The overarching question imparting urgency to this exploration is: Can U.S.-Russian contention in cyberspace cause the two nuclear superpowers to stumble into war? In considering this question we were constantly reminded of recent comments by a prominent U.S. arms control expert: At least as dangerous as the risk of an actual cyberattack, he observed, is cyber operations’ “blurring of the line between peace and war.” Or, as Nye wrote, “in the cyber realm, the difference between a weapon and a non-weapon may come down to a single line of code, or simply the intent of a computer program’s user.”
Mohamad Al-Ississ, Kuwait Foundation Visiting Scholar, Middle East Initiative, Harvard Kennedy School, will discuss public opinion in the Arab World three years after the Spring. This event will be moderated by Ishac Diwan, Lecturer, Harvard Kennedy School.
Using recent survey data from the Arab World, we analyze the determinants for people's democracy preferences. We further investigate how these preferences evolved after the Spring when security collapsed and uncertainty increased. Was the Arab Spring driven by people's grievances and/or modernity? Which of these factors were more resilient in its aftermath?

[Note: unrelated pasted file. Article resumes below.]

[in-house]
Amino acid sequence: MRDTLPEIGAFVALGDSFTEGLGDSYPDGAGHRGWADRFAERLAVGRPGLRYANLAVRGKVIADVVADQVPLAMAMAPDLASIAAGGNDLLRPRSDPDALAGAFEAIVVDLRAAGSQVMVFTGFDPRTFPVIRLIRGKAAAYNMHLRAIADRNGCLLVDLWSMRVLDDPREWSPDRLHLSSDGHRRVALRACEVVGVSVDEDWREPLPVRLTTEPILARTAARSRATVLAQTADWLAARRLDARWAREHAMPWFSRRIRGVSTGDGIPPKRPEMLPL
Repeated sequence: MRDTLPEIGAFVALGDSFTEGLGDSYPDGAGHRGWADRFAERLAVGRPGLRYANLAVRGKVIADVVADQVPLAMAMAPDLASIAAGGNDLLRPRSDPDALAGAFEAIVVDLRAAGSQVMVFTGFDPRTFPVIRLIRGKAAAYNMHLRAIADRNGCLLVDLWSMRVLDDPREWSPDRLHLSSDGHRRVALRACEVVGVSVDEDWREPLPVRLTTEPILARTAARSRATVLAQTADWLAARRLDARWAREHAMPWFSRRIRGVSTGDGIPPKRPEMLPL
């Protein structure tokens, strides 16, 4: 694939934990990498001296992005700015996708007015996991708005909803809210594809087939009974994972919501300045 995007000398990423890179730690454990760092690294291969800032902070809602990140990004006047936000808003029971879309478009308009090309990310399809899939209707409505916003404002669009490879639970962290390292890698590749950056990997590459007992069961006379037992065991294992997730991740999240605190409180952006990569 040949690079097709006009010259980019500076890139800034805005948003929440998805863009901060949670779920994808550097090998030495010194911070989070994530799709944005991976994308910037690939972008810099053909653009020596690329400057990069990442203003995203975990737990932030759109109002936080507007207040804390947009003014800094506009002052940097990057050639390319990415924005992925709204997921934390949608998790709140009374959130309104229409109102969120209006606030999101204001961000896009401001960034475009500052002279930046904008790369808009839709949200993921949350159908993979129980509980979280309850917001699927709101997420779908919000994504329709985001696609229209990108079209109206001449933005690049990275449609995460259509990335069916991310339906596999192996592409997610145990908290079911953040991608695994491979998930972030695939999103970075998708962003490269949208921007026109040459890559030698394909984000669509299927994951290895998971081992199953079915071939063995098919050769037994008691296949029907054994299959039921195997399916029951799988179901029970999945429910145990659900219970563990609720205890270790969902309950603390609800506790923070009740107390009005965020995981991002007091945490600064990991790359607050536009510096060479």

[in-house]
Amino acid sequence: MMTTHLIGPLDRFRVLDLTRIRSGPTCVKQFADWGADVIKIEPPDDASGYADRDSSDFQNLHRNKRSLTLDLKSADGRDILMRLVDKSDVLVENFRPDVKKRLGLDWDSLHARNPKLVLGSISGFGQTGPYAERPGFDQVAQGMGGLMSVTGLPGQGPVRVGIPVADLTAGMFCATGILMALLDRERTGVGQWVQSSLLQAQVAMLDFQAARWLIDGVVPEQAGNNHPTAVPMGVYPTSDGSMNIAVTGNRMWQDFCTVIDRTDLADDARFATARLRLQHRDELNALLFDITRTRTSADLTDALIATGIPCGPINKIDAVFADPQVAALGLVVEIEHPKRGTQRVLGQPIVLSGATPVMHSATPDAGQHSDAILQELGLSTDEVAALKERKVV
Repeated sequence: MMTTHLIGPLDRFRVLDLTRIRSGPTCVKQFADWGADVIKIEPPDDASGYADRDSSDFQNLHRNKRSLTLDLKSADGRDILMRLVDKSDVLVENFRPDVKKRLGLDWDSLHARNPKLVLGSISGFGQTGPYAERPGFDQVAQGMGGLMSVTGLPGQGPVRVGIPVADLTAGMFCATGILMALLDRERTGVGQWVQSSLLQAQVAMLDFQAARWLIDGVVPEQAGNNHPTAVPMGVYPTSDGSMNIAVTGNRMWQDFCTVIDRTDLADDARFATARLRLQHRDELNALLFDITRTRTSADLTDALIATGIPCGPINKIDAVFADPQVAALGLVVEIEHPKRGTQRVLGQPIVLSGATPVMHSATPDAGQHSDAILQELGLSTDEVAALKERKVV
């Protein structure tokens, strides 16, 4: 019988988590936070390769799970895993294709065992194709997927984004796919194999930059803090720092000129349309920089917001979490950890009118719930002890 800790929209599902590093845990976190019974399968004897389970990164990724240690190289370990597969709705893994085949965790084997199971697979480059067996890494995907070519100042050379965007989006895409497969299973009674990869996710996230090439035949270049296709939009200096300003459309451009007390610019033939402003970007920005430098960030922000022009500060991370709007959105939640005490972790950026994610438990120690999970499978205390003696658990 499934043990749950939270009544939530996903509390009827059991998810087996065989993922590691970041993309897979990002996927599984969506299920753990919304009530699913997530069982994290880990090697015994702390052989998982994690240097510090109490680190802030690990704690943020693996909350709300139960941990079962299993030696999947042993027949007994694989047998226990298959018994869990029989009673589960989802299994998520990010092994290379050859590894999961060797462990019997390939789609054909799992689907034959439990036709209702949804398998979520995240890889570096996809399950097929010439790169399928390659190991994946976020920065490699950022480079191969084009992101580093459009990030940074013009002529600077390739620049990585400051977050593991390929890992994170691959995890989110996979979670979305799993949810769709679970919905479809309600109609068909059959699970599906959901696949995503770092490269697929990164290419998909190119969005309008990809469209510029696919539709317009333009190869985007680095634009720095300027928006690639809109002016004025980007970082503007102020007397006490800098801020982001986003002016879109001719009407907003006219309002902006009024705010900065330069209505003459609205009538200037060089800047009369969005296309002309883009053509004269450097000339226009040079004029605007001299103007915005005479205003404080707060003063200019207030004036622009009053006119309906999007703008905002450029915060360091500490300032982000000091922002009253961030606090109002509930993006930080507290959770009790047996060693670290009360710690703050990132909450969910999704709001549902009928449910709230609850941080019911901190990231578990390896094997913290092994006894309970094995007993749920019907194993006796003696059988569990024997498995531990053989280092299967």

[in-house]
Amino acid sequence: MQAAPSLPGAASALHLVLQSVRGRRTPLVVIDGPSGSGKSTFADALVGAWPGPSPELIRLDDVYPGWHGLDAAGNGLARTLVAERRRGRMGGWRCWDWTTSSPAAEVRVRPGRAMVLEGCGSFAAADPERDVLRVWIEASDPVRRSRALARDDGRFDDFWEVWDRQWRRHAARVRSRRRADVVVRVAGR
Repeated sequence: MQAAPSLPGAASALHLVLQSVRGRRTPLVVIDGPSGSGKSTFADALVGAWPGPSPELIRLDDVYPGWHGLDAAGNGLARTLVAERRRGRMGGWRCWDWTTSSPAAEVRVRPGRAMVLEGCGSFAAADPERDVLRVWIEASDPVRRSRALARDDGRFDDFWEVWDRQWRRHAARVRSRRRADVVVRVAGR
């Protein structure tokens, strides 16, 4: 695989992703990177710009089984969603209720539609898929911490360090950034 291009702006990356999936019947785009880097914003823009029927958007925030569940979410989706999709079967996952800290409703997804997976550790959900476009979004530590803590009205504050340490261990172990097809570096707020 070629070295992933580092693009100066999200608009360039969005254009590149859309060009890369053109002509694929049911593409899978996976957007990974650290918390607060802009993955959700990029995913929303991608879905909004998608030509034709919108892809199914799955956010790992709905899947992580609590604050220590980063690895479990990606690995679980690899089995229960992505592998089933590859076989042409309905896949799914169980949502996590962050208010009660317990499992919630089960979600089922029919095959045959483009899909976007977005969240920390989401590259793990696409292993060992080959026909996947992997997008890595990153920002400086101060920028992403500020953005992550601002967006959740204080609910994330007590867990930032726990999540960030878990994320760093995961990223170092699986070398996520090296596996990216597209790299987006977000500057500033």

About Mohamad Al-Ississ:
Dr. Mohamad Al-Ississ is in residence at Harvard Kennedy School for the Spring 2014 semester as the Kuwait Foundation Visiting Scholar. He is researching polarization in Arab societies and preferences for democratic systems of governance in the region. He will also participate in other Middle East Initiative activities and work closely with Harvard students, faculty and fellows. Dr. Al-Ississ joins the Middle East Initiative from the American University of Cairo.
Dr. Al-Ississ is an Assistant Professor at the American University in Cairo in the School of Business and the School of Global Affairs and Public Policy. He is also an economics lecturer in the Mid-Career Summer Program at Harvard Kennedy School. Dr. Al-Ississ received his doctorate in Public Policy—Economic Development from Harvard Kennedy School. Al-Ississ has a BA with honors in Economics from Harvard College, an MA in Middle Eastern Studies from Harvard University, and a Masters in Public Administration in International Development from Harvard University. His professional experiences include working as a management consultant with the Boston Consulting Group, serving as a senior advisor to Jordanian ministers of Industry and Trade and managing a portfolio of USAID projects in Jordan.